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    Sargon of Akkad, Akkadian Emperor  
Sargon of Akkad, also known as Sargon the Great "the Great King" was a Semitic Akkadian emperor famous for his conquest of the Sumerian city-states in the 23rd and 22nd centuries BC. The founder of the Dynasty of Akkad, Sargon reigned durin...
 
    Enheduanna, Sumerian Poet/Priestess  
Enheduanna was a Sumerian/Akkadian high priestess of the moon god Nanna in Ur, who came to honor Inanna above all the other gods of the Sumerian pantheon. A single tablet records her as the "daughter of Sargon of Akkad" a relationship that...
 
    Hammurabi, Sixth Amorite King of Babylon  
Hammurabi (Akkadian from Amorite Ammurapi, "the kinsman is a healer", from Ammu, "paternal kinsman", and Rapi, "healer"; died c. 1750 BC) was the sixth Amorite king of Babylon (that is, of the First Babylonian Dynasty, the Amorite Dynasty)...
 
    Code of Hammurabi, Babylonian Law Code, 1901  
The Code of Hammurabi is a well-preserved Babylonian law code of ancient Mesopotamia, dating back to about 1754 BC. It is one of the oldest deciphered writings of significant length in the world. The sixth Babylonian king, Hammurabi, enacte...
 
    Ashurbanipal, King of Assyria  
Ashurbanipal, Assurbanipal or Sardanapal, (reigned 669-627 BC), was the last great king of ancient Assyria. He is famous as one of the few kings in antiquity who could himself read and write. Assyrian sculpture reached its apogee under his...
 
    Zoroaster, Founder Zoroastrianism  
Zoroaster was a religious reformer of ancient Persia (now Iran) and the founder of the pre-Islamic religion of Zoroastrianism. Thought to have lived about 300 years before Alexander the Great, Zoroaster (Zarathustra in Greek) had a religiou...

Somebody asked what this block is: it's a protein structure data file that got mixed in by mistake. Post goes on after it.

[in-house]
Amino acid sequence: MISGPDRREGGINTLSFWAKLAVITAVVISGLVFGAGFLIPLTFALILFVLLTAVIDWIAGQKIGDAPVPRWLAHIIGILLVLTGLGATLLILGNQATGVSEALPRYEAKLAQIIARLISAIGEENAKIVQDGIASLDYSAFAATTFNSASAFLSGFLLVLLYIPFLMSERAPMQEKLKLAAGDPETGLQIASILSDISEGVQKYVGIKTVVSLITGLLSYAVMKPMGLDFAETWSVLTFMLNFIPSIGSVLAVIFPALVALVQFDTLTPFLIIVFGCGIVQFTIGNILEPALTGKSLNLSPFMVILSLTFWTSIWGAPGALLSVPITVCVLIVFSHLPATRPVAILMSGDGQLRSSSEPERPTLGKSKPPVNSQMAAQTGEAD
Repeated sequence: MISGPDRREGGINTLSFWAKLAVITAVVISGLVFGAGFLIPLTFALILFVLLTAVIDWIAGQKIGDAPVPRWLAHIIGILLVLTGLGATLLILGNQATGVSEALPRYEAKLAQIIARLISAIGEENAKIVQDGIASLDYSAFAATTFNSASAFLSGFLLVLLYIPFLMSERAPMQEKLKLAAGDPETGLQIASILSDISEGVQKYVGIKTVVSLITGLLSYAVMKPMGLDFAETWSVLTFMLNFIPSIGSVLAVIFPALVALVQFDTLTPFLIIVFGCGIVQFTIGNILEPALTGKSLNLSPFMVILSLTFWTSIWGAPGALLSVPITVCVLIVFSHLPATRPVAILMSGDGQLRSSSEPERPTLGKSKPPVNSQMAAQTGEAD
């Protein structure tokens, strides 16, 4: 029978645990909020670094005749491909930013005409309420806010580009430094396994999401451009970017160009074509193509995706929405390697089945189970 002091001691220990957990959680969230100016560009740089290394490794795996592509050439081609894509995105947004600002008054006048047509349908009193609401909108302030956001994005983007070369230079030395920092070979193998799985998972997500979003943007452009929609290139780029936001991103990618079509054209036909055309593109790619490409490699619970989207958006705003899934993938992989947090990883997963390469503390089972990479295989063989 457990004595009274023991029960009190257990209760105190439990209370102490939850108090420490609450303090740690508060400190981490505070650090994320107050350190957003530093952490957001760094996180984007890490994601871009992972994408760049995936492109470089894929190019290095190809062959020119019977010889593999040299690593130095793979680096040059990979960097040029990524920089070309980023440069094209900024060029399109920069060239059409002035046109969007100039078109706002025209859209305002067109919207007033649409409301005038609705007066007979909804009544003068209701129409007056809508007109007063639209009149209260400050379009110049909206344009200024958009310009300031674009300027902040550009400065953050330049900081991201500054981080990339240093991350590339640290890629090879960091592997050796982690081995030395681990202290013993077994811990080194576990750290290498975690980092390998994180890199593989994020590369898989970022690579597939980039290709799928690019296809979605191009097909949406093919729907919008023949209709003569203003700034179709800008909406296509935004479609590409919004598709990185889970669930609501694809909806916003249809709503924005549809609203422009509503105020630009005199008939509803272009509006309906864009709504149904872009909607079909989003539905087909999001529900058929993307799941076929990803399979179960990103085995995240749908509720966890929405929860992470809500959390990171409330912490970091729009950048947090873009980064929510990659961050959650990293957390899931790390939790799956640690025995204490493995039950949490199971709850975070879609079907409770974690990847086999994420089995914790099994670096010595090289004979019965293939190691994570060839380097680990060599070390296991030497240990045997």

Cyrus The Great of Persia  
Cyrus II of Persia, commonly known as Cyrus the Great and also called Cyrus the Elder by the Greeks, was the founder of the Achaemenid Empire. Under his rule, the empire embraced all the previous civilized states of the ancient Near East, e...
 
    Darius The Great, King of Persia  
Darius I was the third king of the Persian Achaemenid Empire. Also called Darius the Great, he ruled the empire at its peak, when it included much of West Asia, the Caucasus, parts of the Balkans (Thrace-Macedonia and Paeonia), most of the...
 
    The Cyrus Cylinder  
The Cyrus Cylinder, discovered in 1879 and now in the British Museum, is one of the most famous cuneiform texts, because it was once believed that it confirmed what the Bible says: that in 539 BCE, the Persian conqueror Cyrus the Great had...
 
    Xerxes I, King of Persia  
Persian king (486 465 BC) of the Achaemenian dynasty. The son of Darius I, he had been governor of Babylon before his succession. He ferociously suppressed rebellions in Egypt (484) and Babylonia (482). To avenge Darius's defeat by th...
 
    Behistun Inscription, Darius I  
The Behistun Inscription is to cuneiform what the Rosetta Stone is to Egyptian hieroglyphs: the document most crucial in the decipherment of a previously lost script. It is located in the Kermanshah Province of Iran. The inscription include...
 
    The Greco-Persian Wars  
The Greco-Persian Wars (also often called the Persian Wars) were a series of conflicts between the Achaemenid Empire of Persia and city-states of the Hellenic world that started in 499 BC and lasted until 449 BC. The collision between the f...
 
    Battle of Marathon, The First Persian invasion of Greece  
The Battle of Marathon took place in 490 BC, during the first Persian invasion of Greece. It was fought between the citizens of Athens, aided by Plataea, and a Persian force commanded by Datis and Artaphernes. The battle was the culmination...
 
    Battle of Thermopylae  
In the Battle of Thermopylae of 480 BC, an alliance of Greek city-states fought the invading Persian Empire at the pass of Thermopylae in central Greece. Vastly outnumbered, the Greeks held back the Persians for three days in one of history...
 
    Darius III, Defeated by Alexander  
The last Persian Great King of the Achaemenid dynasty - Darius III Codomannus - is remembered in history as the premier enemy who was beaten by Alexander. Darius had to abandon his commanding battlefield position twice, both at Issus and Ga...
 
       
 
         
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